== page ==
Anthropology Graduate Program
The graduate degree program in anthropology is designed to provide broad training for students who wish to enter a Ph.D. program, prepare for undergraduate or community college teaching, or pursue a non-teaching career for which M.A.-level training in anthropology is appropriate and useful. The program emphasizes training in basic theory and methods. We follow a three-field approach to anthropology at the graduate level, meaning all students take a "core" class in each subfield (ethnology, physical anthropology, and archaeology), but can then specialize in their area of interest by taking elective courses and conducting thesis research.
If you are interested in applying or learning more about the program, you should contact the professor who best matches your research interest to learn about his/her research and to inquire if he/she is accepting new students. You may also download the latest version of our graduate student handbook.
The anthropology faculty who supervise graduate students are:
Dr. Brett A. Houk: Texas prehistory, Mesoamerica, Maya archaeology, ancient urban planning, Cultural
Resource Management (CRM).
Dr. Tamra Walter: Historic archaeology, Spanish Colonial Texas, coastal Ecuador.
Dr. Lauren Miller Griffith: Tourism, pilgrimage, performance, martial arts, capoeira, sustainability, African diaspora, Latin America, Brazil, Belize, and the anthropology of higher education.
Dr. Michael Jordan: Ethnohistory and Expressive Culture of the Plains Indians, Economic Aspects of the Southern Plains Powwow, Historical Consciousness in Indigenous Communities, Digital Heritage Initiatives.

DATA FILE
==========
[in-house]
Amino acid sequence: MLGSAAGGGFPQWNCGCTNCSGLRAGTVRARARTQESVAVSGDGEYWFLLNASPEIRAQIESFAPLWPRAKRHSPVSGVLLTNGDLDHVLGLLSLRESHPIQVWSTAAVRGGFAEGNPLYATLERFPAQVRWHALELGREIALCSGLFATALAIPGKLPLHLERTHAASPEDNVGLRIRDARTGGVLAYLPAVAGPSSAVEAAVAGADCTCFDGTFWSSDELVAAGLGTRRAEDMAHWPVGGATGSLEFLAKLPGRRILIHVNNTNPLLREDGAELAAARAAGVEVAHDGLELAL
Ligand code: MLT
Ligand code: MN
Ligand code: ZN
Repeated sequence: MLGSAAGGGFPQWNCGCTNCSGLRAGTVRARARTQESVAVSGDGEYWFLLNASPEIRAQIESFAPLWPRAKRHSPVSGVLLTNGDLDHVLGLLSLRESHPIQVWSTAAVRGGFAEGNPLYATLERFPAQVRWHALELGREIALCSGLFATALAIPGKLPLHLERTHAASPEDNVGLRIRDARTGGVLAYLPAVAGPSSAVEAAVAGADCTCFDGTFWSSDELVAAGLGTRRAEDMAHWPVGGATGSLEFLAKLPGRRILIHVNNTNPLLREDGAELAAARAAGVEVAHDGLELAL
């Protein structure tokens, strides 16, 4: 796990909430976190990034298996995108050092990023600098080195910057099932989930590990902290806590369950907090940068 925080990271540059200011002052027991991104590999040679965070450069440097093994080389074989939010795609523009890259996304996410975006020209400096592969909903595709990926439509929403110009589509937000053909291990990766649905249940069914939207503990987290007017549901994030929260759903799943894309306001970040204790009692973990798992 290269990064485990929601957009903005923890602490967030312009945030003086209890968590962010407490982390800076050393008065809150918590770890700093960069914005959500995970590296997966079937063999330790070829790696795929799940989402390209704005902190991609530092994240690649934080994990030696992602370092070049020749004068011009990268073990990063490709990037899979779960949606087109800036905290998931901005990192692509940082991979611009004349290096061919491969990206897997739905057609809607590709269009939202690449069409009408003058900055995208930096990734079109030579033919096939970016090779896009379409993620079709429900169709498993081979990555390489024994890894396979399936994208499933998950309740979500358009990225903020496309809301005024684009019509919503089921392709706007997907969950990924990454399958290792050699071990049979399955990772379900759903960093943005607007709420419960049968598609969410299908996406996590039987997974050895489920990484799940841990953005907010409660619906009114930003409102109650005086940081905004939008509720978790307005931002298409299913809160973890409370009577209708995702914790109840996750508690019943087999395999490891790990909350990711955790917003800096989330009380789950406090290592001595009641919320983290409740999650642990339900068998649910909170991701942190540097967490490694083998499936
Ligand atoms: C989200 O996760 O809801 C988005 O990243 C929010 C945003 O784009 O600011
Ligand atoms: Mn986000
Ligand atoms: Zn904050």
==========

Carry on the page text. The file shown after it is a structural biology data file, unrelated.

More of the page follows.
Dr. Jeffrey Williams: descriptive and documentary linguistics, contact linguistics, dialectology, endangered languages, Papuan languages, varieties of English in the West Indies, languages of mainland Southeast Asia.
Dr. Arthur Durband: Paleoanthropology of Indonesia, Europe, and Australia, the origins of modern humans, the biology of early Australians, and virtual anthropology.
Dr. Mari Isa: Human osteology, forensic anthropology, skeletal trauma analysis, bone biomechanics, personal identification.
Dr. Anna Novotny: Human osteology, bioarchaeology, biogeochemistry, biodistance, mortuary analysis, ritual and worldview, Mesoamerica, ancient Maya, Ohio Hopewell.
Decisions on the program of study, specific courses, and thesis topics are made through consultation with the graduate advisor and other faculty members as appropriate on the basis of the student's background, interests, and objectives.
The anthropology curriculum requires 9 hours of core courses in the following three subfields: archaeology, physical anthropology, and ethnology. Students are required to take ANTH 5305 (ethnology core), ANTH 5341 (archaeology core), and ANTH 5312 (physical core). Thirty-six total hours of graduate credit are required, including 21 hours of elective courses. The elective courses may include a 6-hour minor or courses outside of anthropology. Students, in consultation with the graduate advisor, will also elect the thesis or non-thesis option for 6 hours of graduate credit. A grade of B or better is required to receive graduate credit for a course. Coursework is planned in consultation with the graduate advisor or thesis director soon after admission to the graduate program.
Thesis Option. Students in the anthropology program are strongly encouraged to write a thesis, particularly if they plan to continue their studies in a doctoral program. Students choosing this option are required to take 30 hours of coursework (including 9 core hours and 21 elective hours, which may include 6 hours outside of anthropology) plus 6 hours of thesis credit. The thesis is based on original research done in consultation with the thesis advisor. Students must submit a thesis prospectus prior to initiating their research and must defend the completed thesis to the department before the thesis may be submitted to the Graduate School. A student's thesis committee must include a thesis advisor and one other committee member from the anthropology program, and may include a third member from anthropology, another program at TTU, or a program at another university.